The Southsea Food Tour – The Fisherman’s Kitchen

Recently, I have been in need of flavour and colour to brighten up my dreary winter days but what? Portsmouth is bustling with great choices for food and no matter where I look there is always a new place to tempt me. But, with how bitter the weather has been, I needed something special to bring back the sunshine. It couldn’t be any old place so I found myself at the newest addition to Clarendon Road – The Fisherman’s Kitchen.

Oh boy what a good decision!

Opened in August this year, The Fisherman’s Kitchen adds a unique twist to an English classic. Compared to coffee shops, fish and chip shops are limited in Portsmouth and even fewer are sit down restaurants. After my enjoyable trip to the Deep Blue restaurant on the pier, I wondered if this new establishment, of similar grain, would be just as good.

Spoiler alert: it was even better!

The outside is eye-catching with a vibrant turquoise sign and inside is just as colourful and fresh with blue tiles, copper tables, wooden chairs, chalkboards and mirrors with fish decals. It is airy and clean, pristine even, and as I entered I was met with a friendly member of staff who too looked very presentable. Already we were on to a good start.


The opening times for The Fisherman’s Kitchen are normal chip shop hours. 11:30 – 14:30 Monday to Thursday, 11:30 – 22:00 Friday and Saturday and 11:30 – 20:00 on Sunday. There is a takeaway option but delivery has not been added yet.

The menu is fairly large with lots of seafood choices including calamari, crab burgers, Moules mariniere chowder and a Malaysian seafood curry. There are traditional options too including fish and chips with a choice of bass, cod or hake and sausages either battered, plain or with an onion crumb. They have some unique items but sadly their vegetarian options are limited to only two – halloumi burger or veggie fish and chips.

They always have specials on offer also including their famous loaded chips which always boast mouthwatering toppings. Today there was the ultimate cheesy chips with four different kinds of cheese – halloumi, mozzarella, parmesan and cheddar. Previous times I have seen cheese and bacon and even roast beef.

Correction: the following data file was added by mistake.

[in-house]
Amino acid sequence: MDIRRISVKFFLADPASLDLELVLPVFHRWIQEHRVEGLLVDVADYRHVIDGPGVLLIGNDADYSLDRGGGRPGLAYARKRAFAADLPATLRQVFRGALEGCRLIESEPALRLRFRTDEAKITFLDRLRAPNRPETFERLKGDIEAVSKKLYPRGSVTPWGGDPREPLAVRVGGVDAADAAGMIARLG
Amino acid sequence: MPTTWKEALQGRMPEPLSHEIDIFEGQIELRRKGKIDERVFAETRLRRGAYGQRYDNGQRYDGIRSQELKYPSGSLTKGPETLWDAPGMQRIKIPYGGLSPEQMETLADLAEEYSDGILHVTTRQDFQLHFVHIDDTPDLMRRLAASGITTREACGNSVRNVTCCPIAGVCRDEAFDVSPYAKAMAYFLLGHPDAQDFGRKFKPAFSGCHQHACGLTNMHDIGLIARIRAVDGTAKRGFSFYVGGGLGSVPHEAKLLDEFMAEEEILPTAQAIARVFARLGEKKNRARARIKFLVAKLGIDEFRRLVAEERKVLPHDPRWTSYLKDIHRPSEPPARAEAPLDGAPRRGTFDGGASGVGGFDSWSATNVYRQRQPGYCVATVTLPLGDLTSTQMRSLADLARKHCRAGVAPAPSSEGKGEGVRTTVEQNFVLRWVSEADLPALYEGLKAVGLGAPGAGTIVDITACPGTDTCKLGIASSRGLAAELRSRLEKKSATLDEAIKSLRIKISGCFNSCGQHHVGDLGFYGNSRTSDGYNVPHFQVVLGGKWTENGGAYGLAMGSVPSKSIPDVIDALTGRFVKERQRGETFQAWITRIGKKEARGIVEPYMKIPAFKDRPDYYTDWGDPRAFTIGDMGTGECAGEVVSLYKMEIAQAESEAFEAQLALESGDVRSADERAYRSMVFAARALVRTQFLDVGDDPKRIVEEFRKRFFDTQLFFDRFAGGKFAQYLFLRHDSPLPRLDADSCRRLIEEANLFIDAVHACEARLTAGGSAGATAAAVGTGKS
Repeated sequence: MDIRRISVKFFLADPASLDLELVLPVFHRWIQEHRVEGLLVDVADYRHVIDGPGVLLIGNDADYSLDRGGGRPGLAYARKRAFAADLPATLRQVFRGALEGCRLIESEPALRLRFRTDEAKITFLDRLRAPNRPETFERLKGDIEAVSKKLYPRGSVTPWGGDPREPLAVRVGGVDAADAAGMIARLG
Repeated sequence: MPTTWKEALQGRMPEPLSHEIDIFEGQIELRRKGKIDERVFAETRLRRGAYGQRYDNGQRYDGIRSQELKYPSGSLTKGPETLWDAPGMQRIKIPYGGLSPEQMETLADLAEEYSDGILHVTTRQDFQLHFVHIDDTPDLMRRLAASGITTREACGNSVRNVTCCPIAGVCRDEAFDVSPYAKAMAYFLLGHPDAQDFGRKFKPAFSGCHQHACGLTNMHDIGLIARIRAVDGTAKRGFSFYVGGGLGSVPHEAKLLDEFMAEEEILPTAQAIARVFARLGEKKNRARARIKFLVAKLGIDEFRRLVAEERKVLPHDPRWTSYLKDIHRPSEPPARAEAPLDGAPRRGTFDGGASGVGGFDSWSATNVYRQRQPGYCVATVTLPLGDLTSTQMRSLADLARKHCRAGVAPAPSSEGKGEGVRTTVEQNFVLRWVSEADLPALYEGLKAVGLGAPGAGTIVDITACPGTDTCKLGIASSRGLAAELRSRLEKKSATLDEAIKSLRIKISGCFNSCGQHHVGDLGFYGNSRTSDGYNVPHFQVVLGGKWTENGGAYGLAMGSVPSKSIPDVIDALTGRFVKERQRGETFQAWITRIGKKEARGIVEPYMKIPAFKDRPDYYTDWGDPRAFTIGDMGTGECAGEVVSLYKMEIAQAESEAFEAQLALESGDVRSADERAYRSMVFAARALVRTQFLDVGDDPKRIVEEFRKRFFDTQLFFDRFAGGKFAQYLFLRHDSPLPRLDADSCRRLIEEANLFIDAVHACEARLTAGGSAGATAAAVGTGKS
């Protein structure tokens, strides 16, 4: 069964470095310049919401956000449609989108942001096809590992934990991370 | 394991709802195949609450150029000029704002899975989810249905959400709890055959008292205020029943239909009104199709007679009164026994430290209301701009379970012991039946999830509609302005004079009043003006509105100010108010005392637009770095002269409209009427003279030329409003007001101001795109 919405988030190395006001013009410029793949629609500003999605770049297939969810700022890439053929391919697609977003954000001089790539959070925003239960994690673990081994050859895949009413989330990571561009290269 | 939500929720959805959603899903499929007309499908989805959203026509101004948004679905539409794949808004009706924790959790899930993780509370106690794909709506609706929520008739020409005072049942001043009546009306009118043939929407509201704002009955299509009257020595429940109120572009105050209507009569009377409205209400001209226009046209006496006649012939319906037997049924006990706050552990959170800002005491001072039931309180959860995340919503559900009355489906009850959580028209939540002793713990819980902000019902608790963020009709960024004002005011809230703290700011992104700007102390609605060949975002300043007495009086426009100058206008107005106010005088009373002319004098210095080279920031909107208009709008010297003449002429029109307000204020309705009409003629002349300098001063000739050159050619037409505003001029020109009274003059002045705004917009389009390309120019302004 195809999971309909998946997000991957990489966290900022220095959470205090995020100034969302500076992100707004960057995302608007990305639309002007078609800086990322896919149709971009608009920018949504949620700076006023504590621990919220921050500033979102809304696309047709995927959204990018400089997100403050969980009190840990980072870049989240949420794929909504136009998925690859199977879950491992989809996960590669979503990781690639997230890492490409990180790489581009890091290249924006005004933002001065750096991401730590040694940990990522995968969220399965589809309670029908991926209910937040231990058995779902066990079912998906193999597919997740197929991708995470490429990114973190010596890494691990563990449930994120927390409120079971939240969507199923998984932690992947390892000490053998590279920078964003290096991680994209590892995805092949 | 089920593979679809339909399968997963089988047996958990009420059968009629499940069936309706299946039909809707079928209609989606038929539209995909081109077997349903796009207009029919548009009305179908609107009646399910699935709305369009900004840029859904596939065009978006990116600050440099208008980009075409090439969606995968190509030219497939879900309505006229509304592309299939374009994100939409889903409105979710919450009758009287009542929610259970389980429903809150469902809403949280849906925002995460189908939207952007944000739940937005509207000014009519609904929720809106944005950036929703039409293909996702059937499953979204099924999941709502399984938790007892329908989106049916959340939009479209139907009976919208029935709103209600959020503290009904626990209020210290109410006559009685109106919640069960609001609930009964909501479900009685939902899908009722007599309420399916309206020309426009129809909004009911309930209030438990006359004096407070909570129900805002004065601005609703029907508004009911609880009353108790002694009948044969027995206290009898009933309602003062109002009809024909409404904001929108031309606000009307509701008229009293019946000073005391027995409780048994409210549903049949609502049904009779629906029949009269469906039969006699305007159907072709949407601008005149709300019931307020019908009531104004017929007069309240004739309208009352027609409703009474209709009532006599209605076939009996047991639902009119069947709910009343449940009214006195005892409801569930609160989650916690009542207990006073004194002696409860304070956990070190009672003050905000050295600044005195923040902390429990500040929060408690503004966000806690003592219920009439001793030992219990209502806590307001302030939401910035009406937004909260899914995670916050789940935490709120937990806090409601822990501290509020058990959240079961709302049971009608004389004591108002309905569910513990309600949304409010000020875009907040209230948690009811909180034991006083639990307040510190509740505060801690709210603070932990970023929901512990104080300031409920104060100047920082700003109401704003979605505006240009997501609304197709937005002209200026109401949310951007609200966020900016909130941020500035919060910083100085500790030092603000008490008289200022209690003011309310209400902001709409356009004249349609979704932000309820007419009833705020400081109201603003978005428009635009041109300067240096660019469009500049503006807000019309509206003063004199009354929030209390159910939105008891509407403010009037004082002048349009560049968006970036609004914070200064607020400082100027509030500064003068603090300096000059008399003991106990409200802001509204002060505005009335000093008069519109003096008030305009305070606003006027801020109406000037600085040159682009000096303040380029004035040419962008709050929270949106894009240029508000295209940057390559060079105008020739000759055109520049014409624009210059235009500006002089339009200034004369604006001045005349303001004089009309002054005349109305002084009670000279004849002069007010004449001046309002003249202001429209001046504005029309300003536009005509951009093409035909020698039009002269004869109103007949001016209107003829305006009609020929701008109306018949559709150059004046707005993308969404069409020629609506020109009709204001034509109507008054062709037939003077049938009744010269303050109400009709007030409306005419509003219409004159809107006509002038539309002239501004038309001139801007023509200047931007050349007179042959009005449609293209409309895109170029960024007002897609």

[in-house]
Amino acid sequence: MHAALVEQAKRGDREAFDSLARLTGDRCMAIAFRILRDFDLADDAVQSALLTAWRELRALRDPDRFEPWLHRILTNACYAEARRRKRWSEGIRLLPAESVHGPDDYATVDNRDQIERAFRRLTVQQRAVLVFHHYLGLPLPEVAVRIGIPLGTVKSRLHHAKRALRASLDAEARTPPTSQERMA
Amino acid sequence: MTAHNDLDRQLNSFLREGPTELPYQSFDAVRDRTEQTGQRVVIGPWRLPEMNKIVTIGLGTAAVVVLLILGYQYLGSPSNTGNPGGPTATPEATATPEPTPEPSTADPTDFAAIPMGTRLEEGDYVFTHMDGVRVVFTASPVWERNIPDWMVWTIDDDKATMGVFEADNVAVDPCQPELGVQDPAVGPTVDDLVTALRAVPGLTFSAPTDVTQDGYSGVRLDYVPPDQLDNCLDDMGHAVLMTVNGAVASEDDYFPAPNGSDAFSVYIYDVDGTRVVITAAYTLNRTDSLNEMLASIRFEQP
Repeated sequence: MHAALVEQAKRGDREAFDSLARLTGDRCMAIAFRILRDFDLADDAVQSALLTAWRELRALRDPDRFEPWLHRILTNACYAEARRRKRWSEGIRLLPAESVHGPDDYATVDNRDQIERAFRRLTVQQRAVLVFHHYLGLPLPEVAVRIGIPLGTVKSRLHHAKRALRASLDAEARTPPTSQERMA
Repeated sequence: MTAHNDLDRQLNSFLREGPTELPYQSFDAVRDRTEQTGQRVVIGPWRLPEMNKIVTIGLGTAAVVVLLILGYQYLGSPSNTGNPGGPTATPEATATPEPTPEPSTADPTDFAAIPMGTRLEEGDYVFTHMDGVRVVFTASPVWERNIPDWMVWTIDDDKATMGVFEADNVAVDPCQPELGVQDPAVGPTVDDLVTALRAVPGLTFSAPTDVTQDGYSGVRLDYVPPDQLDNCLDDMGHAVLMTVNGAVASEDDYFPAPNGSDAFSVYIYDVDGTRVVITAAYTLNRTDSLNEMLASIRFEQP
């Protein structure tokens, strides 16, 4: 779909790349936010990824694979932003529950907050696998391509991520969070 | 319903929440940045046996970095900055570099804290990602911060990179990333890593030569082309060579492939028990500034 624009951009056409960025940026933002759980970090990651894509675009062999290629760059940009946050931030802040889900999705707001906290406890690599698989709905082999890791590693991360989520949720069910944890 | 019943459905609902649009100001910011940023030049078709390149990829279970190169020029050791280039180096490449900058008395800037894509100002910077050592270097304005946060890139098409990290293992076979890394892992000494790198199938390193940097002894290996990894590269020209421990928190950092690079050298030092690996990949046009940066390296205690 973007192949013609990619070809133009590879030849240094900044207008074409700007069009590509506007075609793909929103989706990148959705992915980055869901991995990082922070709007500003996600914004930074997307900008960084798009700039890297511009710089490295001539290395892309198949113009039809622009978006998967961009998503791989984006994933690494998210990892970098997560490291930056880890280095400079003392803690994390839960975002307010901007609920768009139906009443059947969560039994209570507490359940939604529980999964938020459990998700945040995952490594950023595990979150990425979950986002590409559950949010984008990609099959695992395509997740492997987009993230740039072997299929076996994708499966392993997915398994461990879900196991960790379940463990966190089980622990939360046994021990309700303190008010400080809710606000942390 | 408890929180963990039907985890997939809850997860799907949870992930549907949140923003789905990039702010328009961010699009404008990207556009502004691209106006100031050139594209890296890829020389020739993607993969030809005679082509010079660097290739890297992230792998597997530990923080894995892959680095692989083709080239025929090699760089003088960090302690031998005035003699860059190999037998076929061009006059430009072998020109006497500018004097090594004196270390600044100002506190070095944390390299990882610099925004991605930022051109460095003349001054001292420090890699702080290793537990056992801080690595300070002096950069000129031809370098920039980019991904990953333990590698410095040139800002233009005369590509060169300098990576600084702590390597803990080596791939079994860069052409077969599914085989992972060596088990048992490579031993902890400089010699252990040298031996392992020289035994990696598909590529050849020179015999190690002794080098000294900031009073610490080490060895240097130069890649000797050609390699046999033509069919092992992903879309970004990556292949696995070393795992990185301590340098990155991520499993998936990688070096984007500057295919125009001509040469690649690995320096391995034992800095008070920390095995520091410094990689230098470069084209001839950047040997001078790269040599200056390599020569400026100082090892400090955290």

Grabbing a napkin to wipe away my drool, I ordered the tempura prawns and a curry sauce and my friend had the battered bass. Both came with unlimited chips. For a drink, I chose their blood orange lemon-aid, a tasty fruit drink with a gentle fizz.

As I waited for my food, my drink was given to me alongside some napkins and cutlery. In the background, Bruce Springsteen belted out Hungry Heart and a smile played on my lips. The atmosphere was just right inside The Fisherman’s Kitchen – warm and welcoming.

On my previous visit, I ordered the seafood curry which was presented to me on a large white plate. There was a heap of coconut rice and a creamy sauce holding thick chunks of cod cheeks, monkfish, king prawns and scallops. It’s the most expensive thing on the menu at £13.50 but that’s still a reasonable price. The portion was generous and the flavours erupted in my mouth. The curry wasn’t too spicy and was similar to a Thai Green with a slight kick behind the fragrant mouthfuls. There was plenty of fish with every bite. I definitely recommend it to anyone.


The meals, when they were brought over, were presented beautifully. There were 4 fat prawns placed on a wooden board and a tin pot bursting with steaming chips. It came with a garnish and a side pot of tartare. The batter was golden and delicate and the prawns were chunky curls. In one bite, there was so much flavour and the batter, unlike most, was rich and light. Although, the bottoms of a few were a tad soggy.

The chips were some of the best I have tried in a long time. Thick cut. Crispy on the outside. Fluffy on the inside. You could tell they were cooked there and then rather than left in the chip box to go soggy and hard over the course of the day.


The sauces – curry and tartare – were also flavoursome. The curry sauce was proper curry sauce. It was orange, creamy, sweet and slightly spicy. If you closed your eyes you could be fooled that you were in an actual Indian restaurant. The tartare was slightly different from normal. It was thick as well and a mustardy aftertaste. It was tangy and complemented the fish brilliantly.

The bass was interesting. The batter was light and crispy again but was also made with ginger beer and coriander. The result was a unique batter with a fragrant aftertaste. It added something extra to the soft, white fish inside.


The waiter cleared the plates and as he did so he offered us dessert – a  battered brownie with hazelnut praline. Nursing my full stomach I refused. I could barely finish my whole meal, let alone a dessert too!

The price was very reasonable at £24 for two people. At £12 each for a drink and a large, fresh, high-quality meal you can’t go wrong.

The Fisherman’s Kitchen is one of Portsmouth’s foodie assets and is a top contender for one of my favourite eateries. Its atmosphere is lively and vibrant and the food is unique, affordable and nothing short of mouthwatering. The only downside though is their lack of vegetarian options.

If you are looking to eat fresh food, bursting with character and colour then I definitely recommend The Fisherman’s kitchen – the new kid giving existing chip shops a run for their money.



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